Why the responsibility of schools’ cybersecurity rests with principals

Why the responsibility of schools’ cybersecurity rests with principals

When it comes to protecting schools from cyber threats, principals have an important role to play, whether this means ensuring the right ICT safeguards are in place, or ensuring the training of staff and students in identifying these threats is up to scratch.

Nick FitzGerald, a senior research fellow at ESET, a global IT firm based in Slovakia, told The Educator that there are two different constituencies they have to consider – staff and students.

“As ‘the boss’ – regardless of whether you see that as a CEO role or not – principals are generally seen as having ultimate responsibility for their staff’s professional development and actions while at work,” he said.

“Hence, ensuring suitable cybersecurity training, raising ongoing awareness and so on, for their staff will be a large responsibility.” 

FitzGerald said that all sectors of society are increasingly being expected to be “cyber-savvy” and sufficiently prepared to avoid falling for the many social engineering and other cybersecurity threats they will typically be exposed to on an ongoing basis.

Principals will be held responsible

FitzGerald said that principals will likely be held responsible for ensuring suitable cybersecurity education outcomes for their students. 

“Few school systems have specific cybersecurity elements in their curricula yet, but surveys suggest that a significant proportion of adults, whether parents of school-aged children or not, feel that schools should be the main locus of teaching about cybersecurity issues,” he explained.

“Recent updates to Australia’s official cybersecurity strategy include several specific mentions of beefing-up formal cybersecurity education.”

Although these are specifically oriented to increasing the number of cybersecurity professionals to fill a badly-felt skills gap, FitzGerald said the strategy also speaks in several places of improving overall community cyber awareness.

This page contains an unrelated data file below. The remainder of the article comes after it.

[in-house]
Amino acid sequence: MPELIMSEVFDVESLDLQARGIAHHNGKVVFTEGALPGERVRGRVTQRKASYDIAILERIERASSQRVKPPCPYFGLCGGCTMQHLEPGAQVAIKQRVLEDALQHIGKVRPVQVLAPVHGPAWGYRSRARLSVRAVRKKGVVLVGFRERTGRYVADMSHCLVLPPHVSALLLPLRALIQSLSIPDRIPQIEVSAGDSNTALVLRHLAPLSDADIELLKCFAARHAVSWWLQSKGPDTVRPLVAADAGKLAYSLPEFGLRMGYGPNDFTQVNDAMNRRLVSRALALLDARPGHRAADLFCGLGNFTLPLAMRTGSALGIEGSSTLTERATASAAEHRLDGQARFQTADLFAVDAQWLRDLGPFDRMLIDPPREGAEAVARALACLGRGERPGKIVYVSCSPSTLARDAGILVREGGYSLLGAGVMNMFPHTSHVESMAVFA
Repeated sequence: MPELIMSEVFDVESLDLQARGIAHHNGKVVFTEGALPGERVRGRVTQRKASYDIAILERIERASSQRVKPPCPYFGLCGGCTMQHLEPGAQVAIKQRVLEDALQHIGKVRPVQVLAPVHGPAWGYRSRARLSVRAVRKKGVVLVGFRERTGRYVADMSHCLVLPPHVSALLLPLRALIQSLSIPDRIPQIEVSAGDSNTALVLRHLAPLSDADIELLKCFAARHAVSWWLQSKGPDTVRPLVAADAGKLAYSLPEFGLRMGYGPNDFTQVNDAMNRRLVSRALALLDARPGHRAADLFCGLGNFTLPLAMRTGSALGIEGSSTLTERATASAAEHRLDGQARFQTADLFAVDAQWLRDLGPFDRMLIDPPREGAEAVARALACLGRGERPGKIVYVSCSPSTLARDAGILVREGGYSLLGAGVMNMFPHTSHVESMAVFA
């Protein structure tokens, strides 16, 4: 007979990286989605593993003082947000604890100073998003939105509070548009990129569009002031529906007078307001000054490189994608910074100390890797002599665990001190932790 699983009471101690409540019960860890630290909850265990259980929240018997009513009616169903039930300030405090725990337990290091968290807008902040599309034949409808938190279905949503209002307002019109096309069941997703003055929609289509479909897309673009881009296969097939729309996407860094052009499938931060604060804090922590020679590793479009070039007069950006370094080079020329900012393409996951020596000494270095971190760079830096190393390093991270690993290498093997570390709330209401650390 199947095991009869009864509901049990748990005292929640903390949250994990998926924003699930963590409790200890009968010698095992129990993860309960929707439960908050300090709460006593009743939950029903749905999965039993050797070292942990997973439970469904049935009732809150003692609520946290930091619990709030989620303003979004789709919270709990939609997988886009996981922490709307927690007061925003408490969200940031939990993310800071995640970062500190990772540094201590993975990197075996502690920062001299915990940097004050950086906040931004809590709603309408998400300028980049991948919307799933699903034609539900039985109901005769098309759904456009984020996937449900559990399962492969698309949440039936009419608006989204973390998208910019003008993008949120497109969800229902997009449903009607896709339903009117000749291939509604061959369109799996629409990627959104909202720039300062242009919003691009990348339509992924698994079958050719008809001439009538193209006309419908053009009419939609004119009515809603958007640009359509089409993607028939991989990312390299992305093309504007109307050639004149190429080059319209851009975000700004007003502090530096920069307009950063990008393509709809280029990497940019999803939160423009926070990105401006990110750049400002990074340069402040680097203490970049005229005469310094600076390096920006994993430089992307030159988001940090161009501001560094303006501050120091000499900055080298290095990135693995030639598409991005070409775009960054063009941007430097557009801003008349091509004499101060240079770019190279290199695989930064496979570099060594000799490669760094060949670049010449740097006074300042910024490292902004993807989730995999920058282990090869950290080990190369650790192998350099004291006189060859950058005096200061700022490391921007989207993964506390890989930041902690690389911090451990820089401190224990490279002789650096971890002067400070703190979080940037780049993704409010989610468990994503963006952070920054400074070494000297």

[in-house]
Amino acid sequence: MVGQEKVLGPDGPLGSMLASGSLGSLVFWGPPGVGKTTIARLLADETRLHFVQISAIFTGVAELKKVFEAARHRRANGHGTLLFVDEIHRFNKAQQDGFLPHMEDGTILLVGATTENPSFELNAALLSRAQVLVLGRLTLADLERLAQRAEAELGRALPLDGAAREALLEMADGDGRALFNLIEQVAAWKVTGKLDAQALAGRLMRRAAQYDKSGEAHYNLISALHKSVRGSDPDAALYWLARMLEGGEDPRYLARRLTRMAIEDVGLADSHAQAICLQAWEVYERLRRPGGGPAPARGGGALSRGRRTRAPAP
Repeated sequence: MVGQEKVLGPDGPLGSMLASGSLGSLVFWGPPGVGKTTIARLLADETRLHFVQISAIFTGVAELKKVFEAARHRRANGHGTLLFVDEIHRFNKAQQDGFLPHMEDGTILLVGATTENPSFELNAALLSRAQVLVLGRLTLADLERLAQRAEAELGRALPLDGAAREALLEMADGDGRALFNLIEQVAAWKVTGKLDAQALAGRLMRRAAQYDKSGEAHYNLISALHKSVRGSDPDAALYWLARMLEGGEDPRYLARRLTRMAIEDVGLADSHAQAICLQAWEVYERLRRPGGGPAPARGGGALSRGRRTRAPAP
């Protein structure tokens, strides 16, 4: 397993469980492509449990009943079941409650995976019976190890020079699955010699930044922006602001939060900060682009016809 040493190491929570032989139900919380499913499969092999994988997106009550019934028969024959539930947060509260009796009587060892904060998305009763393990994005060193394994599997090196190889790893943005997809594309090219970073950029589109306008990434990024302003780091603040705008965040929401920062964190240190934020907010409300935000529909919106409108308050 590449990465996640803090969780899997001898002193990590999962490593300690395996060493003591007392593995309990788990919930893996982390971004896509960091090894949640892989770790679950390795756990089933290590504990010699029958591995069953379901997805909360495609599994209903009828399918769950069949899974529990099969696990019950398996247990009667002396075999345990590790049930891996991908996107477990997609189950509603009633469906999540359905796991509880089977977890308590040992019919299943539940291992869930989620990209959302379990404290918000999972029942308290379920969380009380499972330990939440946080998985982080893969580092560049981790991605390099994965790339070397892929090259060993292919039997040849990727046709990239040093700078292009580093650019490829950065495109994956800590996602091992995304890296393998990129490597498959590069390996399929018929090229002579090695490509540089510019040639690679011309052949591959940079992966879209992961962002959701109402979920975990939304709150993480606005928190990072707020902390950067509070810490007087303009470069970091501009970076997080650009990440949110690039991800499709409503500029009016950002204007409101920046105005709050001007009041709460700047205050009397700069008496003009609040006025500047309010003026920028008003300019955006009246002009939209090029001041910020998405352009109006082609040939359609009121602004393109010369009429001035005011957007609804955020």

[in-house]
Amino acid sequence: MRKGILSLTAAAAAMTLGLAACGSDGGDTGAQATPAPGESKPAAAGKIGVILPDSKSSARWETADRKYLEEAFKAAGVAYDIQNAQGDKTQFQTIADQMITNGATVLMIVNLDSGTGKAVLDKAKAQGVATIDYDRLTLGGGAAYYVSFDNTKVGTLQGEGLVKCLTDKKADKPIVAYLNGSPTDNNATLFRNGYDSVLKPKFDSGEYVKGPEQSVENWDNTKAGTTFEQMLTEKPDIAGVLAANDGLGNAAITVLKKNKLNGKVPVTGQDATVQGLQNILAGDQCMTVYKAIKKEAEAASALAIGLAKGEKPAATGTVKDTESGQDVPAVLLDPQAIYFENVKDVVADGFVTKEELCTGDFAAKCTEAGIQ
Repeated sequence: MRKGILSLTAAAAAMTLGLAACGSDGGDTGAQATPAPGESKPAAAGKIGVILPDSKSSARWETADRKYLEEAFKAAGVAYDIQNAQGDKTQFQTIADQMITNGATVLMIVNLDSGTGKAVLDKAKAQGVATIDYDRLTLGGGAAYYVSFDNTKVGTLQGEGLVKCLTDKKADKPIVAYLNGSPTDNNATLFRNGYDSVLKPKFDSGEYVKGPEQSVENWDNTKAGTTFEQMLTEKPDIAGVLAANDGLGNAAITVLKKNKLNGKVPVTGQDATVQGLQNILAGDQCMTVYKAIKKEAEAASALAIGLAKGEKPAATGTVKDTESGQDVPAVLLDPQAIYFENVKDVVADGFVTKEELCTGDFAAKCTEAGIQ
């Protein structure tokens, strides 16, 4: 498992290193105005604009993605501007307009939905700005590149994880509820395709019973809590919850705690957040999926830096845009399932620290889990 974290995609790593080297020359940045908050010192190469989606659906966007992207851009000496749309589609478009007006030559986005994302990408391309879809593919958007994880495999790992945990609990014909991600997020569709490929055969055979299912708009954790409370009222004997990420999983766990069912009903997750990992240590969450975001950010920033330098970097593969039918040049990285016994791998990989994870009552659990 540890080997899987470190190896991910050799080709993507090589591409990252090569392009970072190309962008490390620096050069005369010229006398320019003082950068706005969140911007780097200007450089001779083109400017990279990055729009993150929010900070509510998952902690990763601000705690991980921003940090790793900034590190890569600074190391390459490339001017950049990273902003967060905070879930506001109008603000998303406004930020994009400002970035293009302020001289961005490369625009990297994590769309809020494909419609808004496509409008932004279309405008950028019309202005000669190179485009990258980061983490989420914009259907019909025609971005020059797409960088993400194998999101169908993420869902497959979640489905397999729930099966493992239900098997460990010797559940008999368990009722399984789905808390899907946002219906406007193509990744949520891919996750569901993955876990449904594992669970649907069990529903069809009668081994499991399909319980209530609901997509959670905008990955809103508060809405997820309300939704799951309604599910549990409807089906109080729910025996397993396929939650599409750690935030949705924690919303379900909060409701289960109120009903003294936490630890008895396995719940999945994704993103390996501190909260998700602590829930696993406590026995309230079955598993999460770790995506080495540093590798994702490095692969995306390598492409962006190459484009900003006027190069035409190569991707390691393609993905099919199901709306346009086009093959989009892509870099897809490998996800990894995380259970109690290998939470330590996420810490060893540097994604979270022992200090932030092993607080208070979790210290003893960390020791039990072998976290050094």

“This hopefully means that cybersecurity curriculum materials will be developed and integrated in suitable education programmes across all levels of the school system,” he said.

“The New Zealand cybersecurity strategy contains more explicit direction that schools need to be included for reasons other than just increasing STEM, and specifically ICT graduates with cybersecurity expertise.”

FitzGerald said principals are likely to have another kind of cybersecurity concern too. 

“Specifically, schools are increasingly using online homework, testing and results recording systems, and principals and/or some of their senior staff are likely to be tasked with ensuring the confidentiality and integrity of these systems and the data they contain,” he said.

“Likewise, general-purpose security concerns for a school’s ICT equipment are likely to more or less directly rest with the principal.”

Who is best placed to deliver cybersecurity training?

FitzGerald said that while he deeply respects teachers who are increasingly expected to be experts in an increasing number of fields, it appears that there is a shortage of suitable expertise, experience and curriculum direction and materials for much classroom uptake of cybersecurity and awareness education. 

“Ideally this will be addressed through the usual curriculum update processes and professional development opportunities for teachers, and changes in teacher training,” he said.

To address the short-term shortfall in opportunities for schoolchildren – specifically those interested in cybersecurity training as part of a possible ICT career – FitzGerald said businesses and universities can play a part. 

“For example, in San Diego, USA the local ESET office runs an annual cyber boot camp for about 50 middle and high school students who might otherwise never get a chance to learn what a cybersecurity career can be about,” he said.

“Individually, it is a small effort, but if many companies also do this, we can have a much greater effect.”